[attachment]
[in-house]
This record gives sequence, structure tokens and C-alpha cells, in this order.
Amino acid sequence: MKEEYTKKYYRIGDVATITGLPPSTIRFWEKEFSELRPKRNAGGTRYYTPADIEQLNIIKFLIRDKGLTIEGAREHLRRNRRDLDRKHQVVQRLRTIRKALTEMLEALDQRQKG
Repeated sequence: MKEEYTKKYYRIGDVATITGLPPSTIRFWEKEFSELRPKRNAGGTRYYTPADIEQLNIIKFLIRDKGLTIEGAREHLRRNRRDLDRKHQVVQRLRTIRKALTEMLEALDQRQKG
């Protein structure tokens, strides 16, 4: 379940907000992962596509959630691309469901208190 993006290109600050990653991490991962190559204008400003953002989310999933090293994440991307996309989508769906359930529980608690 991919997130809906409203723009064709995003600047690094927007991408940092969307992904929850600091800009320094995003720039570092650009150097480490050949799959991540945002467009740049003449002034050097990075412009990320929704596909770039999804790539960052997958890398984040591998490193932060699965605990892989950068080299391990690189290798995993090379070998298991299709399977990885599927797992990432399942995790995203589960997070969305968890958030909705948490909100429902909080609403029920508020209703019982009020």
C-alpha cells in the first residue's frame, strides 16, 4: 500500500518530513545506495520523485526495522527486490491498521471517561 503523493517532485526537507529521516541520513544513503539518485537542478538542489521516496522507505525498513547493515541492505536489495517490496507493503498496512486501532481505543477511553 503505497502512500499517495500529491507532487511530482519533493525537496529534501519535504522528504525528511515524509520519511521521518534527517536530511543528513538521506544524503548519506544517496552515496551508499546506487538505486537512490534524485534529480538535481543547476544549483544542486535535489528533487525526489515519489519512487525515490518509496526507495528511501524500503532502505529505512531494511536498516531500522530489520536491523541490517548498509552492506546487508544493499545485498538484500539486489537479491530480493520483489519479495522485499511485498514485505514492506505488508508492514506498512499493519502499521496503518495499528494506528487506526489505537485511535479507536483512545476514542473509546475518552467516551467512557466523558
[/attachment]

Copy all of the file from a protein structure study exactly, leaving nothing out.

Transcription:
[in-house]
This record gives sequence, structure tokens and C-alpha cells, in this order.
Amino acid sequence: MKEEYTKKYYRIGDVATITGLPPSTIRFWEKEFSELRPKRNAGGTRYYTPADIEQLNIIKFLIRDKGLTIEGAREHLRRNRRDLDRKHQVVQRLRTIRKALTEMLEALDQRQKG
Repeated sequence: MKEEYTKKYYRIGDVATITGLPPSTIRFWEKEFSELRPKRNAGGTRYYTPADIEQLNIIKFLIRDKGLTIEGAREHLRRNRRDLDRKHQVVQRLRTIRKALTEMLEALDQRQKG
């Protein structure tokens, strides 16, 4: 379940907000992962596509959630691309469901208190 993006290109600050990653991490991962190559204008400003953002989310999933090293994440991307996309989508769906359930529980608690 991919997130809906409203723009064709995003600047690094927007991408940092969307992904929850600091800009320094995003720039570092650009150097480490050949799959991540945002467009740049003449002034050097990075412009990320929704596909770039999804790539960052997958890398984040591998490193932060699965605990892989950068080299391990690189290798995993090379070998298991299709399977990885599927797992990432399942995790995203589960997070969305968890958030909705948490909100429902909080609403029920508020209703019982009020």
C-alpha cells in the first residue's frame, strides 16, 4: 500500500518530513545506495520523485526495522527486490491498521471517561 503523493517532485526537507529521516541520513544513503539518485537542478538542489521516496522507505525498513547493515541492505536489495517490496507493503498496512486501532481505543477511553 503505497502512500499517495500529491507532487511530482519533493525537496529534501519535504522528504525528511515524509520519511521521518534527517536530511543528513538521506544524503548519506544517496552515496551508499546506487538505486537512490534524485534529480538535481543547476544549483544542486535535489528533487525526489515519489519512487525515490518509496526507495528511501524500503532502505529505512531494511536498516531500522530489520536491523541490517548498509552492506546487508544493499545485498538484500539486489537479491530480493520483489519479495522485499511485498514485505514492506505488508508492514506498512499493519502499521496503518495499528494506528487506526489505537485511535479507536483512545476514542473509546475518552467516551467512557466523558